Despite a similar statutory tax rate for multinational corporations (MNCs) across many countries, the effective tax rate that MNCs actually pay differs greatly as low as 1% of gross income in Luxembourg and as high as 67% in Norway.
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That's one conclusion of a study published in PLOS ONE by Javier Garcia-Bernardo of Utrecht University, the Netherlands, Petr Janský of Charles University, Czechia, and Thomas Tørsløv of Danmarks Nationalbank, Denmark.
The study comes on the heels of recent European Union legislation that aims to set a minimum effective tax rate across countries and redistribute MNC profits to address tax avoidance.
Tax avoidance by MNCs contributes to inequalities both between and within countries, and understanding the effective tax rates paid by MNCs in different countries is critical to minimizing these inequalities.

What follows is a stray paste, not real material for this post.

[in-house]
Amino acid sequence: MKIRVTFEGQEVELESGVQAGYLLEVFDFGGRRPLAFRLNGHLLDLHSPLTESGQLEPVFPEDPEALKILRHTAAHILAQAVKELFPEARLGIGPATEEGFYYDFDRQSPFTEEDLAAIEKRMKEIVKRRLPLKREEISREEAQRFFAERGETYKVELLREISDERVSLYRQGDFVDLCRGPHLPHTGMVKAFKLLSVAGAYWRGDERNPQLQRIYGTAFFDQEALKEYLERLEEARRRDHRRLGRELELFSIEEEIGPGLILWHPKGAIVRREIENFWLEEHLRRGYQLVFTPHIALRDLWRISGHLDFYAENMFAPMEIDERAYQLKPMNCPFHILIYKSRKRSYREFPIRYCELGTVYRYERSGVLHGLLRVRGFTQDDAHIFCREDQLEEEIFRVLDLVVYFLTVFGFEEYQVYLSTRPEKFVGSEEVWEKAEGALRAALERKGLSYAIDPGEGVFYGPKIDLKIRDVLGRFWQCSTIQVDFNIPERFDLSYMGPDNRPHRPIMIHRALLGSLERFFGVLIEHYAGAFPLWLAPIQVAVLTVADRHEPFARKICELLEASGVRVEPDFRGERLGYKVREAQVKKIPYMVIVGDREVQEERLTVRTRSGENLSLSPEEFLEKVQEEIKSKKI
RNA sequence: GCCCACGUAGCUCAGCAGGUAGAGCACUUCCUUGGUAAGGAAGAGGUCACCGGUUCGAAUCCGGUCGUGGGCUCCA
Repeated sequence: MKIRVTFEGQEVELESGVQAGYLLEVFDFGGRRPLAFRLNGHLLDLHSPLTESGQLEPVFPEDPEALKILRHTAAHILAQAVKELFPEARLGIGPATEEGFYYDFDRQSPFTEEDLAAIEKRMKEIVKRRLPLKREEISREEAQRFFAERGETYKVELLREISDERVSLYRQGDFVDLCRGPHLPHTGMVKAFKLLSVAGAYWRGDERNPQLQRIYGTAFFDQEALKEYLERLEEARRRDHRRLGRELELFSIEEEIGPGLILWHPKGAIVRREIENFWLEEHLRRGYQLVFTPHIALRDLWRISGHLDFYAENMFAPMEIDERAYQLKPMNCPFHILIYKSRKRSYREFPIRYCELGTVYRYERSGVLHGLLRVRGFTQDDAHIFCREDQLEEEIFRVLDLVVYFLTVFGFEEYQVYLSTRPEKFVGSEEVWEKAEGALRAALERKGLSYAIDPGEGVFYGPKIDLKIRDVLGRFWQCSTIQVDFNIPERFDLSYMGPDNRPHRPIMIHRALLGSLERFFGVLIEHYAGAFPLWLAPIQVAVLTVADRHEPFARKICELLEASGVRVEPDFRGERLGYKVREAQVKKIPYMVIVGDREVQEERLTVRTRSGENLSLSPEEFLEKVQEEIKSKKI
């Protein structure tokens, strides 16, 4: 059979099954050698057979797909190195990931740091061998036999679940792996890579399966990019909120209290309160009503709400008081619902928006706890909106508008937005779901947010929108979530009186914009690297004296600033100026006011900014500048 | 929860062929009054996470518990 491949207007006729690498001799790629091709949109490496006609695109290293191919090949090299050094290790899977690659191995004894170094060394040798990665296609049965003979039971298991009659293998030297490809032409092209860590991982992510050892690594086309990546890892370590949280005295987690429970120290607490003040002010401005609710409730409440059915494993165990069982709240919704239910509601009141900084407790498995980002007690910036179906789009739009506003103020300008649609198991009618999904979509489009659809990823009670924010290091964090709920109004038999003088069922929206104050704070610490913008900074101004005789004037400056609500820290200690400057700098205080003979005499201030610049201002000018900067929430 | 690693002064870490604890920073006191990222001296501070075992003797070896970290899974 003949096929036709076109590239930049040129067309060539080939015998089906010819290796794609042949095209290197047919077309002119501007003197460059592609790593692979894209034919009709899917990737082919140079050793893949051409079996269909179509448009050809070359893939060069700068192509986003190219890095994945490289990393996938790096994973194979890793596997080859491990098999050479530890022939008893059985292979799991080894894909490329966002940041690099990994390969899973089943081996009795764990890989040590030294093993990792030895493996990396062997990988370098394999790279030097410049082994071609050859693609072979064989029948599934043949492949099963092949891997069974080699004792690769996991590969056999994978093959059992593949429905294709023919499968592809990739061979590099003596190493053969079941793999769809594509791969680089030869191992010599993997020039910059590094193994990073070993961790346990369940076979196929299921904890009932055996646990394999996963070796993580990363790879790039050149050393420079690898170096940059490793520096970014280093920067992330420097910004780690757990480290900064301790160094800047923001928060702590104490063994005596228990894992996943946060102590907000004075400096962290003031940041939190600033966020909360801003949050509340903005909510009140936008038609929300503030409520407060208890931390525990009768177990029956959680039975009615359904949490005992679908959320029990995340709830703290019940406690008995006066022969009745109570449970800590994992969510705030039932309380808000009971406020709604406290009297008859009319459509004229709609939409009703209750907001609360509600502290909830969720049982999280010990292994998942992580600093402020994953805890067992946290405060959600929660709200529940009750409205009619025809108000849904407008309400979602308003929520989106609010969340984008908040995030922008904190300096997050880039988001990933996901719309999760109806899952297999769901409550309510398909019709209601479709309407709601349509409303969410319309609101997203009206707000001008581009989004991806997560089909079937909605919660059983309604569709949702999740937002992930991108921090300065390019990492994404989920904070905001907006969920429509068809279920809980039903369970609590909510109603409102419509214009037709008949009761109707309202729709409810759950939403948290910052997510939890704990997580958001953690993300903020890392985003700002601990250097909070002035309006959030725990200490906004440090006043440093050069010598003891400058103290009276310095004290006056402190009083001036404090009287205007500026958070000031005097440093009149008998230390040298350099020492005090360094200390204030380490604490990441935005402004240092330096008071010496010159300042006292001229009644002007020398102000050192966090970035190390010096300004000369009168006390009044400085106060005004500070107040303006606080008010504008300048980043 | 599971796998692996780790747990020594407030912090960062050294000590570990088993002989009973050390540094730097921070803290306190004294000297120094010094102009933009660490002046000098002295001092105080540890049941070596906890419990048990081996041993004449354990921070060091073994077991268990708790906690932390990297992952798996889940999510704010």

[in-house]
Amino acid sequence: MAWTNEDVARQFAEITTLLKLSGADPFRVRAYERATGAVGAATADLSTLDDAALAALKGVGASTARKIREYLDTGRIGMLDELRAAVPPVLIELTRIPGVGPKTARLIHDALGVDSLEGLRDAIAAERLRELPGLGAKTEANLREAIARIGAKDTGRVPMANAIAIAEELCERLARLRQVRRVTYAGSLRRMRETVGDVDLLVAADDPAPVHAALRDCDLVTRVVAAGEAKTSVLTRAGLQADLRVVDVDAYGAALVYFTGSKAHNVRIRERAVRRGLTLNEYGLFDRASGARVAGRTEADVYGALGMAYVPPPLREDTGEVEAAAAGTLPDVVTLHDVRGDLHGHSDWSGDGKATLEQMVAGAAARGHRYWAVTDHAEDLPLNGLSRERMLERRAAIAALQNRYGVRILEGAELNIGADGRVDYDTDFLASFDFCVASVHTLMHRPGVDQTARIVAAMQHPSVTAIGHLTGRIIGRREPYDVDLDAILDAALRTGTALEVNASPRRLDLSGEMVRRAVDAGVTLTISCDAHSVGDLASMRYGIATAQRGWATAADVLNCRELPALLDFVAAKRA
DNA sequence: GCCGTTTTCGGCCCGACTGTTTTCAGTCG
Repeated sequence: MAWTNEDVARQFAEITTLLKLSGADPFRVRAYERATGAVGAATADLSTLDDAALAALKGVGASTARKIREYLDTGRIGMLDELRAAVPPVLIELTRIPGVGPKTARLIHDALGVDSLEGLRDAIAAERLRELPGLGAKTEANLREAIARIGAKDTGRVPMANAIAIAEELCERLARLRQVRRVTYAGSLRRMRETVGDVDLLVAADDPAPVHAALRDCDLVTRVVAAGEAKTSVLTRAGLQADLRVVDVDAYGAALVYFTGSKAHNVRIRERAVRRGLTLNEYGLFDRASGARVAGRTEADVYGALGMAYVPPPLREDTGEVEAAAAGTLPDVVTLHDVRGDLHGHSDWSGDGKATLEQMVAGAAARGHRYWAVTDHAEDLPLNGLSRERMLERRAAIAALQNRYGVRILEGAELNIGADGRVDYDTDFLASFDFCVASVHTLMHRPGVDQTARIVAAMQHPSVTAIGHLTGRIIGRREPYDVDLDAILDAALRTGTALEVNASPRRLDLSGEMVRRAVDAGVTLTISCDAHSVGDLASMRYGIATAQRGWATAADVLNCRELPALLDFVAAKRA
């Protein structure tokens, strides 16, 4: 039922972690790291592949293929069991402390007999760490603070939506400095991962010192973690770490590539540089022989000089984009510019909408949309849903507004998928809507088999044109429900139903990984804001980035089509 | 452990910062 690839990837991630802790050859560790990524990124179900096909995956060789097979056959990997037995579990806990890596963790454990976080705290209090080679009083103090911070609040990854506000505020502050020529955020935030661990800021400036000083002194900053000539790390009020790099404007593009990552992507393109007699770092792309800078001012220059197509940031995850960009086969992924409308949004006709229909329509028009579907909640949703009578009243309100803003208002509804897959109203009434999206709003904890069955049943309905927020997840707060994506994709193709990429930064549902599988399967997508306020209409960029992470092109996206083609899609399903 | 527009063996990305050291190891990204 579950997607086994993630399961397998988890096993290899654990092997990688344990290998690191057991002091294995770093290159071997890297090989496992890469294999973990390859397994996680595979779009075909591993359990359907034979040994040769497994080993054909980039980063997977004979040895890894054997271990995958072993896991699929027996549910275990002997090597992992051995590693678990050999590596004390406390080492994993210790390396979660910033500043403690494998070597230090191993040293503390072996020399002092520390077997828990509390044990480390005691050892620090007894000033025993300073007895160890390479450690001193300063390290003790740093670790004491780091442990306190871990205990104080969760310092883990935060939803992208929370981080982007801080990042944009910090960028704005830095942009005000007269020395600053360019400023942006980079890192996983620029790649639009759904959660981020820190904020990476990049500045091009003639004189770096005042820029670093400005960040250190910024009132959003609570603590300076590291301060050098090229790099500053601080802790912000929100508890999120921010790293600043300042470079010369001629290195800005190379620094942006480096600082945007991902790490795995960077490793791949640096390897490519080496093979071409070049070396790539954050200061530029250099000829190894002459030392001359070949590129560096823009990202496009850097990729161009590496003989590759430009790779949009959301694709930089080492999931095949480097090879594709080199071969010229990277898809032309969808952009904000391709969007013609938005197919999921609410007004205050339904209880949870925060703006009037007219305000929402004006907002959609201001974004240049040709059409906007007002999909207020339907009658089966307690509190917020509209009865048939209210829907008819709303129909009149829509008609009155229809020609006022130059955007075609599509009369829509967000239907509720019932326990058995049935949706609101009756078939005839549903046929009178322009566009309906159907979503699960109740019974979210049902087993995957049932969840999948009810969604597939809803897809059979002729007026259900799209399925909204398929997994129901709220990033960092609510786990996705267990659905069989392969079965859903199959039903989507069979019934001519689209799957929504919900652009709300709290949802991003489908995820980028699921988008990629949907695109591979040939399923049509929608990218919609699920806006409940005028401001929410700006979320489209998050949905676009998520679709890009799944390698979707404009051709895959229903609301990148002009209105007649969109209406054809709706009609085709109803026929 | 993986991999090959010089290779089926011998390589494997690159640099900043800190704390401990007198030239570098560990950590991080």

In the new study, researchers developed a new framework for computing the country-level effective tax rates for MNCs, using MNC income statement data that includes income across countries and taxes paid in different jurisdictions.
They applied the framework to MNCs in 47 countries, mostly belonging to the European Union.
The study found that the amount of taxes accrued by MNCs varies considerably from country to country and reveals the extent of the differences between effective tax rates and statutory tax rates for many countries.
At the extreme ends of the effective tax rate range were Luxembourg, with MNCs paying a rate of 1–8% of gross income in taxes, and Norway, with MNCs paying as much as 46–67%, despite the two countries having nearly identical statutory tax rates of 28% and 29%.
The authors conclude that statutory rates do not provide a great deal of information on the tax burden that MNCs actually face in many countries, and that better data is needed to obtain more reliable effective tax rate estimates and achieve more informed policy decisions.
The authors add, "We find that effective tax rates substantially differ across countries and from statutory rates for some countries. These findings should be of particular interest in the light of recent changes in the taxation of multinationals worldwide such as the 2021 agreement of more than 100 countries worldwide to a global minimum tax rate of 15%." ■